Obama Urges Mideast Leaders to Be Proactive in Reforms
Washington — Noting the political unrest that has spread from Tunisia to Egypt and elsewhere in the region, President Obama says young people are seeking better opportunities and ways to improve their lives. He urges governments in the region to “get out ahead of change” and respond to their peoples’ aspirations in a manner that doesn’t lead to violence.
“You can’t maintain power through coercion. At some level in any society, there has to be consent,” Obama said in a February 15 press briefing at the White House, adding that newfound abilities to mobilize people through the Internet, smart phones and other communication developments have made this fact “particularly true in this new era.”
“My belief is that, as a consequence of what’s happening in Tunisia and Egypt, governments in that region are starting to understand this. And my hope is that they can operate in a way that is responsive to this hunger for change but always do so in a way that doesn’t lead to violence,” he said.
The president said that if ordinary people see there are “pathways for them to feed their families, get a decent job, get an education, [and] aspire to a better life,” the region will achieve more stability. He urged governments to “get out ahead of change; you can’t be behind the curve.”
“The more steps these governments are taking to provide these avenues for mobility and opportunity, the more stable these countries are,” Obama said.
He also said that events in Tunisia and Egypt have shown that real change will not be achieved through terrorism and the killing of innocent people.
“It’s going to happen because people come together and apply moral force to a situation. That’s what garners international support. That’s what garners internal support. That’s how you bring about lasting change,” he said.
The history of successful transitions to democracy “have generally been ones in which peaceful protests led to dialogue, led to discussion, led to reform, and ultimately led to democracy,” he said, recalling the political upheavals in Eastern Europe in 1989 and the protests that led to Indonesia’s democratic transition in the late 1990s.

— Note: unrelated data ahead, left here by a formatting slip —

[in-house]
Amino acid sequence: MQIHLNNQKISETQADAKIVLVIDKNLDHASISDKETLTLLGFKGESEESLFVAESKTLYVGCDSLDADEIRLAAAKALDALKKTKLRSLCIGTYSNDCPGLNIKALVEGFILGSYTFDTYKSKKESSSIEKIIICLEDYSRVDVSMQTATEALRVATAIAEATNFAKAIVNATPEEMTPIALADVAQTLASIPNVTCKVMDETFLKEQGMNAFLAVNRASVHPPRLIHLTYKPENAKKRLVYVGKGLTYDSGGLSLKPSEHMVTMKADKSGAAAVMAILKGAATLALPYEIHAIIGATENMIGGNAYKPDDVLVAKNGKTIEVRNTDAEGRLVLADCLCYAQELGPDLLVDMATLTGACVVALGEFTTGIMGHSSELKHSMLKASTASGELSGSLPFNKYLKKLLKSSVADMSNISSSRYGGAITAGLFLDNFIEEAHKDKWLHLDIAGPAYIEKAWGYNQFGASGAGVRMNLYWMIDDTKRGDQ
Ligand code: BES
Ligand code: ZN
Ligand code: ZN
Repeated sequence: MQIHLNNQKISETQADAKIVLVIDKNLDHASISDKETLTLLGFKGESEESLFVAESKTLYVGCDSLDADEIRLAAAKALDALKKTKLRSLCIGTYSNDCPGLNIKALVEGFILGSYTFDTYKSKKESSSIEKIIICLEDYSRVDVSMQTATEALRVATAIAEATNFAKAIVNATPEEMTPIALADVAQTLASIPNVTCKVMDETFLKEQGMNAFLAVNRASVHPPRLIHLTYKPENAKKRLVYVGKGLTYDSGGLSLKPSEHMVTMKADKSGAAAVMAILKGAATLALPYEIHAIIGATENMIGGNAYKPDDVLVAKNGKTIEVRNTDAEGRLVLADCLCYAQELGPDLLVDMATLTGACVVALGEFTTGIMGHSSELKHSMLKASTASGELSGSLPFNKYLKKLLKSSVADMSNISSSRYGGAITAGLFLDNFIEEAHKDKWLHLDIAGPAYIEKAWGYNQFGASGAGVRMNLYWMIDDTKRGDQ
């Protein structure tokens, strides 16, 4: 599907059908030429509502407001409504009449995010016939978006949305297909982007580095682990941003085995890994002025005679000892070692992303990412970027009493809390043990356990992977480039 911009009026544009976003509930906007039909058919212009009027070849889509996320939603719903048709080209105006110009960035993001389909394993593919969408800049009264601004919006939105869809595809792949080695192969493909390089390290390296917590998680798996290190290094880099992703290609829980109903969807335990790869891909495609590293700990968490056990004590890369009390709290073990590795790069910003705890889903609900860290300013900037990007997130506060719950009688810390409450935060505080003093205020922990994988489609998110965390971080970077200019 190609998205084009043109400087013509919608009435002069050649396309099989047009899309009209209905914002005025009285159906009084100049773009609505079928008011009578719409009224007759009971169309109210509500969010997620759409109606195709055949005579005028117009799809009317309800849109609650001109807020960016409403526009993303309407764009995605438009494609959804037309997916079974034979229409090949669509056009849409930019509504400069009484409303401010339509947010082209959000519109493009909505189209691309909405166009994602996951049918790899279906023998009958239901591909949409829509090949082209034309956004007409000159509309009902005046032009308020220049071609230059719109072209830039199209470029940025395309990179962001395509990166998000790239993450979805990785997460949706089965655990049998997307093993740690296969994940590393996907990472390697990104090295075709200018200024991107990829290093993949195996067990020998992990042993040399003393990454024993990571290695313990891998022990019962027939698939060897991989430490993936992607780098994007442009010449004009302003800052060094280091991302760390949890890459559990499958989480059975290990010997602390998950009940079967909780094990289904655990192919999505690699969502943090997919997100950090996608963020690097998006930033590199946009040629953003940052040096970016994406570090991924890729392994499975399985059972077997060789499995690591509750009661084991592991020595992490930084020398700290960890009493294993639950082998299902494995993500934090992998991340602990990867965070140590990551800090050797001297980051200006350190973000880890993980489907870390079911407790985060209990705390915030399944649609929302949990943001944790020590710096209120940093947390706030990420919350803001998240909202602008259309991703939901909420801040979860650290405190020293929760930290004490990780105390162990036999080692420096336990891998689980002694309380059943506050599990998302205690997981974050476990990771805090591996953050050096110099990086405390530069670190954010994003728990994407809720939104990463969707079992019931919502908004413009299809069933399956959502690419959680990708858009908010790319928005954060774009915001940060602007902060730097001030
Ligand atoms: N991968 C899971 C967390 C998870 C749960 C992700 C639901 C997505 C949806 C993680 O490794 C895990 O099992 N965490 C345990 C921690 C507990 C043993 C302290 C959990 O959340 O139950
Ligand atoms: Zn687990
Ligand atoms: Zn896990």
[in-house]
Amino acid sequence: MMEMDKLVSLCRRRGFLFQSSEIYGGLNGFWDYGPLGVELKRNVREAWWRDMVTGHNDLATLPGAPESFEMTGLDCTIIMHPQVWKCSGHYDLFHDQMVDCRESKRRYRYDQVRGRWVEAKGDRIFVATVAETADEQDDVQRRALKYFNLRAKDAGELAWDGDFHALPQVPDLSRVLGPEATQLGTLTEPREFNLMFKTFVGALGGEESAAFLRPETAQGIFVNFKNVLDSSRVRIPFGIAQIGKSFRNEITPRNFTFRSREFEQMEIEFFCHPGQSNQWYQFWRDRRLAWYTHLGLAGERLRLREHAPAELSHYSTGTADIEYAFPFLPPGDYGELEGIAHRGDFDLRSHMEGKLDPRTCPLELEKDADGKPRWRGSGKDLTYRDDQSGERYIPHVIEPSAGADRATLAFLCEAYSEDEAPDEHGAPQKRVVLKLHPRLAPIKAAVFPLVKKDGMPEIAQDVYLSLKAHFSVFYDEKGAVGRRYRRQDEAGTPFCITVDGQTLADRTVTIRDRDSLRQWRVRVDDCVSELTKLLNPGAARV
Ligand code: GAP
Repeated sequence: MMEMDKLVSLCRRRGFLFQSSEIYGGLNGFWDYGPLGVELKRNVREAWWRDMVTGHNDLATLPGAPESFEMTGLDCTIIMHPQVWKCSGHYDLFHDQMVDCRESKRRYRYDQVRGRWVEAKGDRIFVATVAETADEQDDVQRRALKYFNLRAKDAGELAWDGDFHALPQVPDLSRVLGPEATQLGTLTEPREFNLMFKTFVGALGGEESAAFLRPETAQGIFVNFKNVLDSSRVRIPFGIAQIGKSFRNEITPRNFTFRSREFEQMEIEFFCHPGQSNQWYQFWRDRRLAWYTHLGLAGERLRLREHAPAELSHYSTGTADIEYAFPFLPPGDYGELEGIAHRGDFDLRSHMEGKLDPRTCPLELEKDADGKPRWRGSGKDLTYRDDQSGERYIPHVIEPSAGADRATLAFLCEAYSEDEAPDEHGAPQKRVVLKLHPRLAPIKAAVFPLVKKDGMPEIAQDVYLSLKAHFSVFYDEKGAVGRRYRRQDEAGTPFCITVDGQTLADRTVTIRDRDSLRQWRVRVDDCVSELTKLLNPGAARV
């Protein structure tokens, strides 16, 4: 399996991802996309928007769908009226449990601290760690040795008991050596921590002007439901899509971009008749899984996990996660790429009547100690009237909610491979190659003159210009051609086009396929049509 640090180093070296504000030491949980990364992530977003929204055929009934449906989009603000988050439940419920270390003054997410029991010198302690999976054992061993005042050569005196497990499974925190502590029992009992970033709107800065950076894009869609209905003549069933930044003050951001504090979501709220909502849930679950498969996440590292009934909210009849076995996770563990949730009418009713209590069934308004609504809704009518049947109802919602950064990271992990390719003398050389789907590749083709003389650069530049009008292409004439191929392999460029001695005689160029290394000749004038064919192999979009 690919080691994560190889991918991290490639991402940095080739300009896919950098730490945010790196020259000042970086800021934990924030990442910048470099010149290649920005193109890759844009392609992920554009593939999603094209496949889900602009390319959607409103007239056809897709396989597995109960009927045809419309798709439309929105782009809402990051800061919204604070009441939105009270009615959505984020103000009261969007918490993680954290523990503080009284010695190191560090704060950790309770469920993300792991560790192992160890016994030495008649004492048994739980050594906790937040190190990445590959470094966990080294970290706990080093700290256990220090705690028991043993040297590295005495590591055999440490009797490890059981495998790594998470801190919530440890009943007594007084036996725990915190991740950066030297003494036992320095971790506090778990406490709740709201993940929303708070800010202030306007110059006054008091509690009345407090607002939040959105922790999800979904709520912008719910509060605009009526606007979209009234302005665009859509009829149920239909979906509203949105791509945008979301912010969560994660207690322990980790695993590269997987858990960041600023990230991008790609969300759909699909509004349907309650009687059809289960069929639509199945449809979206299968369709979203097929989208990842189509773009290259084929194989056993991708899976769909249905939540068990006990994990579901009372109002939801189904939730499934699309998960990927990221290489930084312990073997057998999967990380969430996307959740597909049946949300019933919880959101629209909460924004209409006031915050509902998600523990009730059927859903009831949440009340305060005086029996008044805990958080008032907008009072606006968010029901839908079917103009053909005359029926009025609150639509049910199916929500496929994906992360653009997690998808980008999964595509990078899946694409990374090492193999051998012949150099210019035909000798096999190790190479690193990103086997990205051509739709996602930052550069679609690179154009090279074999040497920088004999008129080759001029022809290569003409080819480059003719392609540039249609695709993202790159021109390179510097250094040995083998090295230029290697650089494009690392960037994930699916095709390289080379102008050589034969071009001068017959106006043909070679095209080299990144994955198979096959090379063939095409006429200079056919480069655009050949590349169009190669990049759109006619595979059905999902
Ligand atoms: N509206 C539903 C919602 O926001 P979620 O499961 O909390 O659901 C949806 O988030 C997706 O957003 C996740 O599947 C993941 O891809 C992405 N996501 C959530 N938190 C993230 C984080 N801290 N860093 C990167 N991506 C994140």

According to Obama, the role of the United States is to lend moral support to those who are seeking a better life while also understanding that the United States cannot dictate change in other countries.
“My administration’s approach is the approach that jibes with how most Americans think about this region, which is that each country is different; each country has its own traditions. America can’t dictate how they run their societies,” he said.
But there are “certain universal principles that we adhere to,” the president said, such as the belief that violence cannot be used to maintain control, that everyone in the world has the right to assemble and freely express their opinions, and that people should be allowed to share their grievances with their governments.
He urged countries in the region to “look at Egypt’s example, as opposed to Iran’s example.”
“I find it ironic that you’ve got the Iranian regime pretending to celebrate what happened in Egypt when, in fact, they have acted in direct contrast to what happened in Egypt by gunning down and beating people who were trying to express themselves peacefully in Iran,” Obama said.
He said Iranian desires for greater opportunity, free expression and other universal rights “are absolutely aspirations we support.”
As with Egypt, what happens in Iran and other countries “will be determined by the citizens of those countries,” Obama said. “What we can do is lend moral support to those who are seeking a better life for themselves.”
(This is a product of the Bureau of International Information Programs, U.S. Department of State. Web site: http://www.america.gov)